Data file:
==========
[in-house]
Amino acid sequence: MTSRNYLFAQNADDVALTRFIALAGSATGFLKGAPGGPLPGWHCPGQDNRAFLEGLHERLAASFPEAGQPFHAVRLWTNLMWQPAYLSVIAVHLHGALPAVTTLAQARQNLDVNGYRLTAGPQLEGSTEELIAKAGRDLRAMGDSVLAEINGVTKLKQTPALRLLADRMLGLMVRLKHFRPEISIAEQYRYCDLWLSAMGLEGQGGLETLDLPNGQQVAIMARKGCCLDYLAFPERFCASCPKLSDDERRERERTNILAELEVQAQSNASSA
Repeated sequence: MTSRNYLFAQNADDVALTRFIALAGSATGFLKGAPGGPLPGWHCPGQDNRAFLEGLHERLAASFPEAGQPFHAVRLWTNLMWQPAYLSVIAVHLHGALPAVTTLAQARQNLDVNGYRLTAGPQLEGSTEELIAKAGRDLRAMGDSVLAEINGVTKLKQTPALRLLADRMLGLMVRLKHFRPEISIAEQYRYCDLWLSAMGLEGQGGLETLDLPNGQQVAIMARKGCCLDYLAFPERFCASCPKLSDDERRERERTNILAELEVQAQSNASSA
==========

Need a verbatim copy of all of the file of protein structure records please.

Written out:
[in-house]
Amino acid sequence: MTSRNYLFAQNADDVALTRFIALAGSATGFLKGAPGGPLPGWHCPGQDNRAFLEGLHERLAASFPEAGQPFHAVRLWTNLMWQPAYLSVIAVHLHGALPAVTTLAQARQNLDVNGYRLTAGPQLEGSTEELIAKAGRDLRAMGDSVLAEINGVTKLKQTPALRLLADRMLGLMVRLKHFRPEISIAEQYRYCDLWLSAMGLEGQGGLETLDLPNGQQVAIMARKGCCLDYLAFPERFCASCPKLSDDERRERERTNILAELEVQAQSNASSA
Repeated sequence: MTSRNYLFAQNADDVALTRFIALAGSATGFLKGAPGGPLPGWHCPGQDNRAFLEGLHERLAASFPEAGQPFHAVRLWTNLMWQPAYLSVIAVHLHGALPAVTTLAQARQNLDVNGYRLTAGPQLEGSTEELIAKAGRDLRAMGDSVLAEINGVTKLKQTPALRLLADRMLGLMVRLKHFRPEISIAEQYRYCDLWLSAMGLEGQGGLETLDLPNGQQVAIMARKGCCLDYLAFPERFCASCPKLSDDERRERERTNILAELEVQAQSNASSA